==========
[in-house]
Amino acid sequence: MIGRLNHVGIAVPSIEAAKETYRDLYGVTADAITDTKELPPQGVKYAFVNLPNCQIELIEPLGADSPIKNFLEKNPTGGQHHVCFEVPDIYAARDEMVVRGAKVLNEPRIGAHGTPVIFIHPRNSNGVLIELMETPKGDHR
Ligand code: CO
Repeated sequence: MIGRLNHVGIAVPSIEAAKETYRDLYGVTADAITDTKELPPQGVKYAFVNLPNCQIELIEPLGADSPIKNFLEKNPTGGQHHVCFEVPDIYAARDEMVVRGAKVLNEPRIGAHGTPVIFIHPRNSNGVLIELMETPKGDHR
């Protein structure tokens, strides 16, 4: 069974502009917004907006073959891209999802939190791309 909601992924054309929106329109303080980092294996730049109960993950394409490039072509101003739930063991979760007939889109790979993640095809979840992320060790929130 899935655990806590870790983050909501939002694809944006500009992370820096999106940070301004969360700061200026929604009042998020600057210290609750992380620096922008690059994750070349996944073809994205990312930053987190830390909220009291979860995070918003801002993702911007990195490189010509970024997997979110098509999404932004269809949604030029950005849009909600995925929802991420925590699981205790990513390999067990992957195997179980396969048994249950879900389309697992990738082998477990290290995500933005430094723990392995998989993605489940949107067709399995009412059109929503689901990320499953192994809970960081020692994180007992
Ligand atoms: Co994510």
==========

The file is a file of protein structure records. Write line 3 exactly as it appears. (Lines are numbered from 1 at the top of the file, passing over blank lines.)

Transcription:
Ligand code: CO